We got up and ready as normal this morning. There were signs that something was wrong but we hadn't been rung so we didn't think too much about it. We could hear Anabel outside our room and knocking on our door, she is normally treated just before Millie. The gantry waiting times on the website all said 600 minutes but because we hadn't heard anything I thought the webpage was up the spout, not the machine itself. We left the roon and found Anabel and her Mum outside in the corridor. They had bought Millie some clothes and Anabel must have been desperate to give them to Millie. I asked what time their treatment was and was told that they had been rung at 6am and told the machine was down and not to come in. I immediately rang Kim to find out what was going on. She confirmed the machine was down and the last she heard it would not be up until 2pm. I was told to feed Millie as her treatment was cancelled for the day.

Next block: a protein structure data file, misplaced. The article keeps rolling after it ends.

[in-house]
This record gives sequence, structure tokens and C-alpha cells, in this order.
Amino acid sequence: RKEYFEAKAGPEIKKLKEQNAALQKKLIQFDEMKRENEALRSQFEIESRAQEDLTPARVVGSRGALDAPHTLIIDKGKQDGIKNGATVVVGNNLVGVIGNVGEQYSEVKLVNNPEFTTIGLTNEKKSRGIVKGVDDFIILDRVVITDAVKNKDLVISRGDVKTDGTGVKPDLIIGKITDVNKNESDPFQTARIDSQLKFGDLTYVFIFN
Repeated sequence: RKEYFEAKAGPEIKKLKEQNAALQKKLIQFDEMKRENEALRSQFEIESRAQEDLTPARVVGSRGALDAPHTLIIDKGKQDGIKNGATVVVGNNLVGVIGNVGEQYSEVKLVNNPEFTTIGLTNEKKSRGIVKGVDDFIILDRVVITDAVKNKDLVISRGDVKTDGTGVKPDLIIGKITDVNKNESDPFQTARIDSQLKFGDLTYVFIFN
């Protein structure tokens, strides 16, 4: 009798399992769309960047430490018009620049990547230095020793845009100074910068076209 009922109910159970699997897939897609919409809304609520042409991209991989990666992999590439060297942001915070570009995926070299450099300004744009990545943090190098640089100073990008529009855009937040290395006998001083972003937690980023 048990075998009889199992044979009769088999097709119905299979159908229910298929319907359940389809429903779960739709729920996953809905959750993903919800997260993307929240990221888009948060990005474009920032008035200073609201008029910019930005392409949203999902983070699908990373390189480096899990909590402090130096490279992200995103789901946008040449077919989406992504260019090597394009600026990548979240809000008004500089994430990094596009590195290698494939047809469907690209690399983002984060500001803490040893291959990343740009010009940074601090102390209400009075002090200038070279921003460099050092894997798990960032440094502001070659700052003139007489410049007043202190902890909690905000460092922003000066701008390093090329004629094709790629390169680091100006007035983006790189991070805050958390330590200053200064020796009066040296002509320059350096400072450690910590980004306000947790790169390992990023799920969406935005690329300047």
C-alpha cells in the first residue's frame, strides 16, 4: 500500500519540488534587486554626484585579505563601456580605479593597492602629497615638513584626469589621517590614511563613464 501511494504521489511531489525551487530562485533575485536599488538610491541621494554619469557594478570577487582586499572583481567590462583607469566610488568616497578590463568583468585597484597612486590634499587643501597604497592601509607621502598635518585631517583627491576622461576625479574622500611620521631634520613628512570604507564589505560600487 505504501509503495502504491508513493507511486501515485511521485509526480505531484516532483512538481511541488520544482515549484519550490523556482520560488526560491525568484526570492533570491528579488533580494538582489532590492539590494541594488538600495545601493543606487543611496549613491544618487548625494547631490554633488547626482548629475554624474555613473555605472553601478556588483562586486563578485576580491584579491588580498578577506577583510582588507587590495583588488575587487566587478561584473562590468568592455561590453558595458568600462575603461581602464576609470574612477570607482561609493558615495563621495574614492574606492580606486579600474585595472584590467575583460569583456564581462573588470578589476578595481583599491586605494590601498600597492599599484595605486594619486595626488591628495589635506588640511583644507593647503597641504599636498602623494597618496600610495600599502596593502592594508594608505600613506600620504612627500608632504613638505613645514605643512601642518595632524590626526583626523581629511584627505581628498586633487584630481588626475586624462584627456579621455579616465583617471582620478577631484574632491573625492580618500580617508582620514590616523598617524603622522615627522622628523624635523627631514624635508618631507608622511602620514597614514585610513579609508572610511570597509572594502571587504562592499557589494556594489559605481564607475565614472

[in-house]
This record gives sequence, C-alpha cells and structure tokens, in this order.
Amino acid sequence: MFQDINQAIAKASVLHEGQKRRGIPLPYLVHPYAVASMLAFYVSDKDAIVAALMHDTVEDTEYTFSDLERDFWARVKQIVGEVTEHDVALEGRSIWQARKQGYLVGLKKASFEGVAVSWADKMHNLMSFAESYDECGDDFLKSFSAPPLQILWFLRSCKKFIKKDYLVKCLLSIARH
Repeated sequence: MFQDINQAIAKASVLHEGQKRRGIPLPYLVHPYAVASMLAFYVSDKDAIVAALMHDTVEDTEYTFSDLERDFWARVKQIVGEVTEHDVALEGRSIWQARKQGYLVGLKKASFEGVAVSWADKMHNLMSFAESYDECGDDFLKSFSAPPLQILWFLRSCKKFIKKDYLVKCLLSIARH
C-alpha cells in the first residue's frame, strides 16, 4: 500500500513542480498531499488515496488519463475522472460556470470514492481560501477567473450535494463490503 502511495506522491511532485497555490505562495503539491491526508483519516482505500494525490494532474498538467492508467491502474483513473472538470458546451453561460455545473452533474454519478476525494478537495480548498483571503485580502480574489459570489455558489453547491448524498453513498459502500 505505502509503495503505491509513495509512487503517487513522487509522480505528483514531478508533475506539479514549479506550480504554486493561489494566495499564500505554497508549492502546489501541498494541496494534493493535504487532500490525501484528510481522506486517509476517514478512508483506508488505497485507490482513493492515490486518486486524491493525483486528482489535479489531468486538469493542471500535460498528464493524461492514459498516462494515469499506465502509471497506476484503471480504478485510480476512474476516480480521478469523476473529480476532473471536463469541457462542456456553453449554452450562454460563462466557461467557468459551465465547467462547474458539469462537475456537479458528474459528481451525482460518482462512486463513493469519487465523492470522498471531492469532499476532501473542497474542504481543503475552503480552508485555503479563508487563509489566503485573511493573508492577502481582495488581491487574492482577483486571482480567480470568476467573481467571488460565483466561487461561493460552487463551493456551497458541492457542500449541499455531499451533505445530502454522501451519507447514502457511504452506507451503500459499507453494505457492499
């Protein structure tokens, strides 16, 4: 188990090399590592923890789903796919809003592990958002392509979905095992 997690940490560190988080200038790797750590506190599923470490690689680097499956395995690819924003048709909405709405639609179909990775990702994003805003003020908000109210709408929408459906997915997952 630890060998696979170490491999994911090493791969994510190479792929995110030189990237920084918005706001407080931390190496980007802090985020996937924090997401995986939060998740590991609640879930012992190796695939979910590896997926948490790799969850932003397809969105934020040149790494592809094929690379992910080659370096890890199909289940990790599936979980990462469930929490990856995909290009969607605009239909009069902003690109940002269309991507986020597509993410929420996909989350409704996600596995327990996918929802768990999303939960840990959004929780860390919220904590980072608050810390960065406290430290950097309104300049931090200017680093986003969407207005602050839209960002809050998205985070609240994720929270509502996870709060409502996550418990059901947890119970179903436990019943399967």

I couldn't decide whether I was more annoyed at not being told or at the machine being down and ruining my nicely planned day and week. I had problems not breaking down, it was so frustrating. But I also knew that these things happen, we had been well prepared for such a possibility. I just couldn't believe it had happened at this time. So close and yet so far.

I rang Amy to see if I could find out more and complain about not being rung. She apologised and said that they had been hoping the machine would be up by 10am (our treatment time) but it now looked like not being up until 4pm. I spoke to Kim again later and she explained that the technician knew at 3am that there were problems and started notifying staff immediately. The recovery nurses were told at 5am and didn't even go in, they would normally keep the parents of the smaller kids informed. Also, Dr Danny was very hopeful that the machine would be back up soon. He was apparently very determined to treat Millie, even if she was the only child treated today, because she is so close to finishing. He is one in a million. However, they were not able to start treating patients until 5:45pm by which point they could not get any anaesthetists. They will be treating patients until midnight.